New York Republican, Aaron Burr was chosen as Jefferson’s running mate. The thinking was to balance the ticket with a Virginian at the top, and a New Yorker in the second spot drawing Northern votes. Thus the stage was set for a painless triumph over the faltering Federalist Party. However, when the electoral votes were tallied as prescribed by Article 2, the running mates unexpectedly tied for the top spot.

The fault lay in the statute itself, by failing to anticipate such a scenario. Jefferson soon grew furious as Burr passively declined to concede the office, and the tie was forced to the House of Representatives for resolution. In the end the stalemate broke when Alexander Hamilton intervened, persuading the hold-over Federalist majority to choose Jefferson as the lesser of the two evils. (One of the grievances leading to the later duel with Burr). But why?

This was personal. New Yorkers both, Hamilton and Burr had come to detest one another, Though no political friend of Jefferson, Hamilton recognized a fellow patriot, despite deeply held differences. Burr, however was only interested in Burr. Hamilton’s intent was to protect the new nation, and block a scoundrel from assuming the highest office in the land.

Jefferson was sworn into office, and later, in 1804, the Constitution was modified with the Twelfth Amendment, rectifying the design flaws in the original document.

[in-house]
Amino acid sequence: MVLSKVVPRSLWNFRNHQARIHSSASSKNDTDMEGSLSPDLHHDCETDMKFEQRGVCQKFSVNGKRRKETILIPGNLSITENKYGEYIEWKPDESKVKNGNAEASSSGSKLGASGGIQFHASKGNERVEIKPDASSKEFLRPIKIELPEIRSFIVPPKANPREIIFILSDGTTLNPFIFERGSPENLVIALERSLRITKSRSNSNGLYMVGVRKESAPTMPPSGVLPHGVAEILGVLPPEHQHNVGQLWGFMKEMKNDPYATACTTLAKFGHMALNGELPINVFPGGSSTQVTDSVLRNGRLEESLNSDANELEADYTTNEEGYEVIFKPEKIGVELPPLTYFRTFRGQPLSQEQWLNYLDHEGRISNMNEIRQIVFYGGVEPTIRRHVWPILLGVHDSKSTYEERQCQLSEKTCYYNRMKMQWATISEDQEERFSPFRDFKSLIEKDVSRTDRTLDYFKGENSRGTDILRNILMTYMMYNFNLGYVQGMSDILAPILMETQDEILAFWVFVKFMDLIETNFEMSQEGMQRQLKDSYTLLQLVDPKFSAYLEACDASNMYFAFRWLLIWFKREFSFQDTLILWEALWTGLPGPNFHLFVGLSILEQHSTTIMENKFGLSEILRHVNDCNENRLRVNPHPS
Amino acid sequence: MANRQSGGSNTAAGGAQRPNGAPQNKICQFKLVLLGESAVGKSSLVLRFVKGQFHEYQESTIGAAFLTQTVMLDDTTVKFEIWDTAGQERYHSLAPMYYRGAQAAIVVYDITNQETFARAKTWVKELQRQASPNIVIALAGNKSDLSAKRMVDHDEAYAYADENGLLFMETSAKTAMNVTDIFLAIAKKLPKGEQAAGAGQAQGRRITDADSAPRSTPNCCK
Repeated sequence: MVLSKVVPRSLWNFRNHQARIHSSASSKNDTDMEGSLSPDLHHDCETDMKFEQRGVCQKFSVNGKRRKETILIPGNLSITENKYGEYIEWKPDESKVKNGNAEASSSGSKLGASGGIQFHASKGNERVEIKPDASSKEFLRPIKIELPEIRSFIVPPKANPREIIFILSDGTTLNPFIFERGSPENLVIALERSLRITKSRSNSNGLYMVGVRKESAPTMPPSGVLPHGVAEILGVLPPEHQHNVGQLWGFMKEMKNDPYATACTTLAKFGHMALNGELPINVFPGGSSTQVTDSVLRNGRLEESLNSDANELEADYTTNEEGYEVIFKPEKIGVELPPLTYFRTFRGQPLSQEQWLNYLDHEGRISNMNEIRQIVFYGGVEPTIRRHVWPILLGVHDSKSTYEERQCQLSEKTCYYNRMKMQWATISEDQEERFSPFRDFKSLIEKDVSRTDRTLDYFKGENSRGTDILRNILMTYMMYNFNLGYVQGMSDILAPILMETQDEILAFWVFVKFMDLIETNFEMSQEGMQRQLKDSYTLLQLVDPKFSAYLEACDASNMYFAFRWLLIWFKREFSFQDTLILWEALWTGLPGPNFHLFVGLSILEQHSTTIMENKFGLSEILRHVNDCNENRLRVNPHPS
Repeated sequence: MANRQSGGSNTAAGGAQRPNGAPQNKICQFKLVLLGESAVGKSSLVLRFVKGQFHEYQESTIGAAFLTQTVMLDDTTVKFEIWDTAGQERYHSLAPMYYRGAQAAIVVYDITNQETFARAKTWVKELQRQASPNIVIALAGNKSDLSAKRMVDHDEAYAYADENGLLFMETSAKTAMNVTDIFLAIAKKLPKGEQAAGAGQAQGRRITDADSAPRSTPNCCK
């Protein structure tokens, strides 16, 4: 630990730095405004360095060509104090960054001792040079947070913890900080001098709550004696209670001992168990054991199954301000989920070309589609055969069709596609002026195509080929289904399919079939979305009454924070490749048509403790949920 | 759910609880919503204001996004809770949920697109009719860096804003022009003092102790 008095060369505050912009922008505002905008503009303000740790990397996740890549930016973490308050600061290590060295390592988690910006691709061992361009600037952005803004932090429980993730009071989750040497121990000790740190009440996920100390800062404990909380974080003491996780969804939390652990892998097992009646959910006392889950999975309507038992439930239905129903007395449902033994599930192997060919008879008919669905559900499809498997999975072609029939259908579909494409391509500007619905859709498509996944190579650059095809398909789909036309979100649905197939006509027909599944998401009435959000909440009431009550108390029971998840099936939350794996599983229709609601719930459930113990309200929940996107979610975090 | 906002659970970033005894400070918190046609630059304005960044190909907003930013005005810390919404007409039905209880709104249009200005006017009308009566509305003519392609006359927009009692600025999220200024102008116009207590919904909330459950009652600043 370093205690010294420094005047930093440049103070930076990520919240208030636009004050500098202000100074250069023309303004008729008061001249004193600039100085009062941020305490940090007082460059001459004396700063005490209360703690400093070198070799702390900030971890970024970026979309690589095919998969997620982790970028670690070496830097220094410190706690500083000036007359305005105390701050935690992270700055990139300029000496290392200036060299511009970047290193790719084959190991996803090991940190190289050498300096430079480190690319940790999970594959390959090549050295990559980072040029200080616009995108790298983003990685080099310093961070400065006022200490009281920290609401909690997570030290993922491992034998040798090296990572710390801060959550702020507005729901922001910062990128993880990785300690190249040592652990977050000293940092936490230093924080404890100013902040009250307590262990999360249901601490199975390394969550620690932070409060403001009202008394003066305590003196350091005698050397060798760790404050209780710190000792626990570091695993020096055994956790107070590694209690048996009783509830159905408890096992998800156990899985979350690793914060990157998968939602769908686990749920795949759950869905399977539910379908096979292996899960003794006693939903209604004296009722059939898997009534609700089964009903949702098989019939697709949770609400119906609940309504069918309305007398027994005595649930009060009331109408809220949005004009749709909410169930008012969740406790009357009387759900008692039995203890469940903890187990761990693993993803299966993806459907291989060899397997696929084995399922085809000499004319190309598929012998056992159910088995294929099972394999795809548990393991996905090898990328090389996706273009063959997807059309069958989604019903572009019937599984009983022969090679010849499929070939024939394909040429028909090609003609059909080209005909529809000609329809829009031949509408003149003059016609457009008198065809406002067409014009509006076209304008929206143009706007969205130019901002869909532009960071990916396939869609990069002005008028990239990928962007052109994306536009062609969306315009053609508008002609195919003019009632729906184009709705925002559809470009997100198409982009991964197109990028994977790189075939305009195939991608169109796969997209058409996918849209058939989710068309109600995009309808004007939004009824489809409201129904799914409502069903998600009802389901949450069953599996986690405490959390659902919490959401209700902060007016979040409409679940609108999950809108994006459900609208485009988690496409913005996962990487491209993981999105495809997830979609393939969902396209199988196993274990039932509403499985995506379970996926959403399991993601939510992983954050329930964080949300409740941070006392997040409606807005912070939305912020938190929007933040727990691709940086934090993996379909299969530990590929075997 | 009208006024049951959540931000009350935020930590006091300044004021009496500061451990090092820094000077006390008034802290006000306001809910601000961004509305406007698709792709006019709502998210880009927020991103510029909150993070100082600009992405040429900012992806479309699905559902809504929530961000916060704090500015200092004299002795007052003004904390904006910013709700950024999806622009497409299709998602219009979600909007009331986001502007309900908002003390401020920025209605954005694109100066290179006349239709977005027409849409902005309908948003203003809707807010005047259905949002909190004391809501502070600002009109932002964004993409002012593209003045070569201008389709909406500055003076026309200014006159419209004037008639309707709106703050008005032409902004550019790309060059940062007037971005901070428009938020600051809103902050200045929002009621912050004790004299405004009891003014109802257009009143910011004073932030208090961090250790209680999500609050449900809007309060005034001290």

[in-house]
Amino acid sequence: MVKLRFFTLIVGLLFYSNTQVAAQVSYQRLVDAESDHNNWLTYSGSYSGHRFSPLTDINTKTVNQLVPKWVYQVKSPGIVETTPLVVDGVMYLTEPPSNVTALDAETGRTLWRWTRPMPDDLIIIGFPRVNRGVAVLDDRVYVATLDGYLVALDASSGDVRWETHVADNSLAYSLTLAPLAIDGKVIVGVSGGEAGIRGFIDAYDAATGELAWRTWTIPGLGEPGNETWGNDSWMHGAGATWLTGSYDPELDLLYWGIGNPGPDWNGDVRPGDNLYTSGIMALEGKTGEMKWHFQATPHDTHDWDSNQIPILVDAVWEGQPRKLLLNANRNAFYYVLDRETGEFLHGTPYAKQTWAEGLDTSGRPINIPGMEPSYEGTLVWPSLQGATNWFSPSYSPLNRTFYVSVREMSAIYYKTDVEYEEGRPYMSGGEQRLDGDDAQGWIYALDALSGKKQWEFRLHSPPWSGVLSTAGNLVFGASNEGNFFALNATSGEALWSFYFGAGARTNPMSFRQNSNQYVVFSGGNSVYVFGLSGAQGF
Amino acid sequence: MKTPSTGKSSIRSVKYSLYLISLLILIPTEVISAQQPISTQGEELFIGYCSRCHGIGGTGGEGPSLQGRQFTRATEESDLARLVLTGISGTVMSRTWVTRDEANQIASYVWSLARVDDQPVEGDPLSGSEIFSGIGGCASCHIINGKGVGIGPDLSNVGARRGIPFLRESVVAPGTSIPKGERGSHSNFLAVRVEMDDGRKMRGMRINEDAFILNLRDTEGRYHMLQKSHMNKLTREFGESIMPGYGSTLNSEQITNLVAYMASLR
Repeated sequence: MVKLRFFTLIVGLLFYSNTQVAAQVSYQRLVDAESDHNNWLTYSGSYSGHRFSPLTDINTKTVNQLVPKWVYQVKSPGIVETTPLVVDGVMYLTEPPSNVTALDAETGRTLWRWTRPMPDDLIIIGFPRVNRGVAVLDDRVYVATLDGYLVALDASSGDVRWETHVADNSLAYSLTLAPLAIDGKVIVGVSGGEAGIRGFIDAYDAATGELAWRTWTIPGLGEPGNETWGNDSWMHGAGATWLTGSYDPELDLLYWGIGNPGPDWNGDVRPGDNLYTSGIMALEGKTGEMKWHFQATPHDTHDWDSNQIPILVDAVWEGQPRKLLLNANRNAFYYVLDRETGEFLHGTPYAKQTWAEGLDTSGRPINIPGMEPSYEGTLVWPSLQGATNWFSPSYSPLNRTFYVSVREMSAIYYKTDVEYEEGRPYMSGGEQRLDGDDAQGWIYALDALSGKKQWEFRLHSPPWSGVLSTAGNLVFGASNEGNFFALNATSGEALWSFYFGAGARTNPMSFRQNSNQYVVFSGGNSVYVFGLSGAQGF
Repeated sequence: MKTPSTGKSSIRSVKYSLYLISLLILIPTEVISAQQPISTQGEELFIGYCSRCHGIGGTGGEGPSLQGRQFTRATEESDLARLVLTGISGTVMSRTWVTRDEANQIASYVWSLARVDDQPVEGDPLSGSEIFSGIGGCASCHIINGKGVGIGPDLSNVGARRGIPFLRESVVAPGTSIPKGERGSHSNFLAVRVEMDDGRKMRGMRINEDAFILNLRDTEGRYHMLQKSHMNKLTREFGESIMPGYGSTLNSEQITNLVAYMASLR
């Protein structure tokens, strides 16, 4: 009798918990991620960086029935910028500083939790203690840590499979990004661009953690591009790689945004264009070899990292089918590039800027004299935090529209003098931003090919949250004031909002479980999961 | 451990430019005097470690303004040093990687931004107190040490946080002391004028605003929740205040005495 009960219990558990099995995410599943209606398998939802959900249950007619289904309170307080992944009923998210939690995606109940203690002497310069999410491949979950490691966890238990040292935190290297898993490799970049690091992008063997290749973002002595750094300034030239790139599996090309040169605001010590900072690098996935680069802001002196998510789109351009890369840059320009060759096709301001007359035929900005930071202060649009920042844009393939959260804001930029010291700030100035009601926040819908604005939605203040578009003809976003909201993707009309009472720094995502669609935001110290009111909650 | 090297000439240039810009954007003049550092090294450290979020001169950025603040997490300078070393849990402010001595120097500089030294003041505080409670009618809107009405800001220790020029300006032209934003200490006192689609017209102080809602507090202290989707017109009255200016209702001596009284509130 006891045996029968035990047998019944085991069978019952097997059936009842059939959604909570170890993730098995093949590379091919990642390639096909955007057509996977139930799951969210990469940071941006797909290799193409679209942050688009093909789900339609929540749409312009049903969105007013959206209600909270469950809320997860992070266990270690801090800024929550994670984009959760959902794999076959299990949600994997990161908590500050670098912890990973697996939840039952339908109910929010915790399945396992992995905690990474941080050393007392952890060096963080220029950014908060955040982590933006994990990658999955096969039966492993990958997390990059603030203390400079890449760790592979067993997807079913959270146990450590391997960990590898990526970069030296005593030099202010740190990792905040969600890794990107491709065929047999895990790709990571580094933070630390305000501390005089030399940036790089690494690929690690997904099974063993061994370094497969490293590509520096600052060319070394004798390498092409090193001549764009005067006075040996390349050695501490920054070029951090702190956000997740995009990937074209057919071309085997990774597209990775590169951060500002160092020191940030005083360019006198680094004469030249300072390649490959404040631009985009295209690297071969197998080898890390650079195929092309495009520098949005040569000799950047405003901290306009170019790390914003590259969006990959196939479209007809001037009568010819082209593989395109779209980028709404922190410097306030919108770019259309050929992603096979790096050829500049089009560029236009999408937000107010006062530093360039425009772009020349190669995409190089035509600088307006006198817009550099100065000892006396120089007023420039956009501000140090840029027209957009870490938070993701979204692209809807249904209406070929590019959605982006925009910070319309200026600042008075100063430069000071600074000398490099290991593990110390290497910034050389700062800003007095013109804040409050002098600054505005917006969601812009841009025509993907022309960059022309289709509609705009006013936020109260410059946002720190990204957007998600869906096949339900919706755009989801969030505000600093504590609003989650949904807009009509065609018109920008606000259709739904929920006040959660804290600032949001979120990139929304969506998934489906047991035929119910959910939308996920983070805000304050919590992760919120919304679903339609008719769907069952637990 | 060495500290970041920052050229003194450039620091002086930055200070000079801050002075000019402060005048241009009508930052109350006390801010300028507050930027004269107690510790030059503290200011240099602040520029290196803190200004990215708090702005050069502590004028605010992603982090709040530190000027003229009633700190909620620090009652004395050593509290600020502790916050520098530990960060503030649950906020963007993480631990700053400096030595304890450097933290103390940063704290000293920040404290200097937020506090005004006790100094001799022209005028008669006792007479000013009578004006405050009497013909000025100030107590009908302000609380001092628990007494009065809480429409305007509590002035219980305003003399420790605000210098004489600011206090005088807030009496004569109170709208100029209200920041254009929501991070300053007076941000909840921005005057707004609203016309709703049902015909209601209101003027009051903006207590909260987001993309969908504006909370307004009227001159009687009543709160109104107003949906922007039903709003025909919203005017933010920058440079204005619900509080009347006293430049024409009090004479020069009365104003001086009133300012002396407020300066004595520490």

Twenty years later, in 1824, another impasse materialized that touched off national outrage for decades. The shifting winds of political change found a champion in the person of General Andrew Jackson, the victor of the Battle of New Orleans. Old Hickory had built his reputation as a ruthless Indian fighter, slave holder, and conqueror of Spanish Florida. His feats were celebrated throughout the growing nation, and Jackson’s prospects for election seemed assured. But again, events proved otherwise.

When the Electoral Vote was counted Andrew Jackson had received 99 votes. New England’s John Quincy Adams, son of the Second President, had secured 84 electoral votes. William Crawford of Georgia, though quite ill, earned 41 votes, and lastly, the former Speaker of the House, Henry Clay, 37. The magic number in 1824 to claim victory was 130 votes, so the race was once more, referred to the House of Representatives. Still, Jackson clearly had been the choice of the people.

When John Quincy Adams was unexpectedly named President the public outcry was deafening. In defiance of the people, Henry Clay, the former Speaker used his considerable influence to place Quincy Adams in the White House. When Clay became Adams nominee for Secretary of State, cries of “Corrupt Bargain” blazed across the nation. A furious Andrew Jackson at once began his bid for the presidency in 1828.